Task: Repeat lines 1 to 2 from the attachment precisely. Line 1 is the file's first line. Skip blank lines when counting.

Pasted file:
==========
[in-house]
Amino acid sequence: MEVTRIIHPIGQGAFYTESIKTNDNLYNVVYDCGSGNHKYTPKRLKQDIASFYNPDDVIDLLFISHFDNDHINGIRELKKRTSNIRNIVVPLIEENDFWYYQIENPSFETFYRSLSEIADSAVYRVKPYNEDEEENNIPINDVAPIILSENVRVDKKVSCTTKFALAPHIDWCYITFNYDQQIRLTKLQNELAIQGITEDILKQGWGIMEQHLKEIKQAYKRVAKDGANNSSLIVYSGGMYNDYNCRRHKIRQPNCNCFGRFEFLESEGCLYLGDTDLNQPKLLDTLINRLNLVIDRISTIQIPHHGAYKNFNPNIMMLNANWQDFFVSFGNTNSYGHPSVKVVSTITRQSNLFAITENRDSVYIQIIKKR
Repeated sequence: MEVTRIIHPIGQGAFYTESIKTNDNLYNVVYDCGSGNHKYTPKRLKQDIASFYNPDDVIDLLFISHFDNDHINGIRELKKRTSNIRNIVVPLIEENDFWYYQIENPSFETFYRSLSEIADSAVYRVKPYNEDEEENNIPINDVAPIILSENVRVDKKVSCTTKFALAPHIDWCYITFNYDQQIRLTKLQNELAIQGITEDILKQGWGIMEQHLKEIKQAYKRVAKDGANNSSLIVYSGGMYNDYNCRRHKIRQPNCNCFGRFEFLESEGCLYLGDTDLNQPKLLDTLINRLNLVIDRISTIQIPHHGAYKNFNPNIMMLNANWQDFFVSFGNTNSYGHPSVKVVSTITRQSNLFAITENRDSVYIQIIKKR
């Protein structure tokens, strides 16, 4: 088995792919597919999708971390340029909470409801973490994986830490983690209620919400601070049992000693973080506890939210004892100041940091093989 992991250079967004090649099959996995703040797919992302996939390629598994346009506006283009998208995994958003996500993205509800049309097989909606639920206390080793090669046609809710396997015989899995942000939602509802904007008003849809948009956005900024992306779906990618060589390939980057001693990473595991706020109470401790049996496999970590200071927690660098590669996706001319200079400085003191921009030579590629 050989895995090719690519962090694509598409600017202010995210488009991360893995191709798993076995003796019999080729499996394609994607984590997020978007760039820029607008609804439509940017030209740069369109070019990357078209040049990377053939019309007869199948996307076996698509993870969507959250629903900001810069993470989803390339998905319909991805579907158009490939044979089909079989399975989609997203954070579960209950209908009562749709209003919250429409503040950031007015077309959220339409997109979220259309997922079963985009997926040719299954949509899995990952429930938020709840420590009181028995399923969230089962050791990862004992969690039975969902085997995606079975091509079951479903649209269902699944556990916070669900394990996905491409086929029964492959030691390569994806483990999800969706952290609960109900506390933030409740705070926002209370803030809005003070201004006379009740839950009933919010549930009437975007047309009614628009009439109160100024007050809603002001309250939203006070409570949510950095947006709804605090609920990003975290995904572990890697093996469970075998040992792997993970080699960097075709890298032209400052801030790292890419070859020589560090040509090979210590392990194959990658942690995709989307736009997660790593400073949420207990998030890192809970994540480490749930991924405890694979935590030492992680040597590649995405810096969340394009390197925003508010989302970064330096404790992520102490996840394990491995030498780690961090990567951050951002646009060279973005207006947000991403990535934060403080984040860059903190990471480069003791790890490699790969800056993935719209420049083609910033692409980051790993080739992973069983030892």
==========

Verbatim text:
[in-house]
Amino acid sequence: MEVTRIIHPIGQGAFYTESIKTNDNLYNVVYDCGSGNHKYTPKRLKQDIASFYNPDDVIDLLFISHFDNDHINGIRELKKRTSNIRNIVVPLIEENDFWYYQIENPSFETFYRSLSEIADSAVYRVKPYNEDEEENNIPINDVAPIILSENVRVDKKVSCTTKFALAPHIDWCYITFNYDQQIRLTKLQNELAIQGITEDILKQGWGIMEQHLKEIKQAYKRVAKDGANNSSLIVYSGGMYNDYNCRRHKIRQPNCNCFGRFEFLESEGCLYLGDTDLNQPKLLDTLINRLNLVIDRISTIQIPHHGAYKNFNPNIMMLNANWQDFFVSFGNTNSYGHPSVKVVSTITRQSNLFAITENRDSVYIQIIKKR